The COVID-19 pandemic has resulted in at least 25 million cases worldwide with a continued spread in the United States, causing global disruption in every sector of society and forcing adaptation to a new normal relying increasingly on technology. Even in the medical field, where there is a pervasive and persistent traditionalist approach to technology adoption, many of the barriers have been overcome. When we reflect back on this life-changing pandemic, we will see how it accelerated advancements in medical practice and education.
In 2014, resistance to change and innovation was evidenced by the uproar during the mandated transition to electronic health records. Even in telemedicine, introduced in an early form in the 1950s, only 42 percent of hospitals and 15 percent of family physicians were utilizing telehealth as of 2018. Supported in part by major changes to the reimbursement structure of telehealth, adoption drastically changed with the COVID-19 pandemic. In response to the pandemic, frontline emergency and intensive care units across the world implemented surge responses concurrent with a massive reduction in outpatient clinic visits and elective surgeries. Patient access dropped dramatically, and health systems quickly responded with new technologies, both to provide better access to care and to dampen the financial shortfall. Many of the previous barriers dissolved practically overnight, resulting in the exponential growth of virtual health visits and telemedicine, necessitating individuals, health care organizations, and medical societies to rapidly adapt and become more digitally literate. This forced adoption is a wake-up call for the industry to realize the potential that advanced technologies hold both in reaching patients and ensuring the education of health care professionals remains current.
Despite the tendency for slow adoption, in recent years, we have seen an explosion of innovation in the health care space, but utilization has been limited to a select few. Examples include artificial intelligence analyzing big data and decision support tools at the point of care; robot-assisted surgery; and augmented and virtual reality for practicing complex surgeries on individualized, digital patients, then performing the surgery with patient data overlaid in real-time to create the digital operating room of the future. We have a world of digital therapeutics, including virtual reality used for pain management and the FDA approval of a video game to treat attention deficit hyperactivity disorder (ADHD). These examples of technology in health care are poised to greatly improve health outcomes, but are still only utilized by a small fraction of the health care community that continues to fight adoption of new technologies, often due to lack of familiarity or comfort with the new platforms, lack of access to technology resources, and perceived costs.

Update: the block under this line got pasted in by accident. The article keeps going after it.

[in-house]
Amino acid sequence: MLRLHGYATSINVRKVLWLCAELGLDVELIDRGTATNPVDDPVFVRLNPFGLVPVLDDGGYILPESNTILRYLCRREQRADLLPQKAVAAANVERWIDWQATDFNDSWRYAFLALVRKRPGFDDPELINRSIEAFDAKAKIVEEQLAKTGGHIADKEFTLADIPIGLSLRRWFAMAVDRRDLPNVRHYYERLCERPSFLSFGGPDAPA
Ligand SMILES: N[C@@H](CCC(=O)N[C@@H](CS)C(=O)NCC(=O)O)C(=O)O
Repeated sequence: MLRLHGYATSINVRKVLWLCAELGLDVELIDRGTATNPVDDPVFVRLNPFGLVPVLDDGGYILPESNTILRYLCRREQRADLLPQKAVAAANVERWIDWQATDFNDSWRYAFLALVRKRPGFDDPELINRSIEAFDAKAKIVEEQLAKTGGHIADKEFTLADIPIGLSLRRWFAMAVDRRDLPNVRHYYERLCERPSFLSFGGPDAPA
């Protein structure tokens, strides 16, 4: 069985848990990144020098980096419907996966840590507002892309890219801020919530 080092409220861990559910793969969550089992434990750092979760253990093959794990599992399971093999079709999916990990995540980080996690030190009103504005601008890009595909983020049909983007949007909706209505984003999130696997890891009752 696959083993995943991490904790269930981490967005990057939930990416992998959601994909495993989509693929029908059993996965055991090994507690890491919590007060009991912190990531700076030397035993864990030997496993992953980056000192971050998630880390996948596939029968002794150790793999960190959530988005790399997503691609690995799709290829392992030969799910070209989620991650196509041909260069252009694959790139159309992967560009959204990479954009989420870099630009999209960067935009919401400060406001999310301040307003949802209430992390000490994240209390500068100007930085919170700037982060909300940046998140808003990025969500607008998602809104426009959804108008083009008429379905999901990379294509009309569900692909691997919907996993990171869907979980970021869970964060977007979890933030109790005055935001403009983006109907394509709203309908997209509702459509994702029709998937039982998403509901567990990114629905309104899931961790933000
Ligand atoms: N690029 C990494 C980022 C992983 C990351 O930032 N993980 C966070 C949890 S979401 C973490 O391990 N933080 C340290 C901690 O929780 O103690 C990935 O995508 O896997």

In-person gatherings face heavy restrictions, and our education system has ground to a halt, forcing many to provide innovative solutions such as teleconferencing, collaborative learning platforms, and even collaborative gaming platforms, or risk facing massive learning loss. In medical education, the pandemic has disrupted a system that traditionally relied on an antiquated method of in-person lectures combined with in-hospital clinical experience, a system recalcitrant to change. Nowhere was this more evident than the traditional lecture, where going from projector slides to presentation software slides was as far as technology advanced over three decades. Medical education has too long suffered from this drag of slow technology adoption: The time is now for medical education to embrace the realities of the 21st century.
Just as the pandemic has forced massive technology adoption in the delivery of care, we will see the rapid, widespread implementation of innovative solutions that medical education has desperately needed for years. Technologies like computer-based training, adaptive learning using artificial intelligence, video game-based learning, and extended reality such as virtual reality and augmented reality can close the educational gap. Virtual colonoscopies can be practiced 100 times before touching an actual patient. Many companies innovating in this space are seeing tremendous market interest in the wake of the pandemic. Most of these new technology-based educational tools can be used remotely, synchronously, or asynchronously, often without a teacher or proctor present. Although training will always require clinical experience, innovations at the bedside will also provide a major advantage over the traditional educational path. Hence learning can continue, and learning losses minimized. This is the way forward for most, if not all, institutions in the foreseeable future, and institutions that adopt these technological solutions will outpace those that resist.
This time to innovate is now. Medical education has needed to leverage new technologies for decades, and just as the pandemic forced technology adoption in health care, it will also create an opportunity to transform health care education. Education needs to be less reliant on in-person, passive, lecture-based curricula, and we ask that all faculty and institutions be bold, be innovative, and be open to change. The gauntlet is set for companies to create meaningful solutions that facilitate the technology revolution that is upon us. Whether or not schools and universities open this Fall, or elective surgeries rise to the level they once were, we will see this pandemic as a force function of technology adoption in the medical field, one that will noticeably change the way that medical care is taught and practiced.
Eric Gantwerker is a pediatric otolaryngologist.
Image credit: Shutterstock.com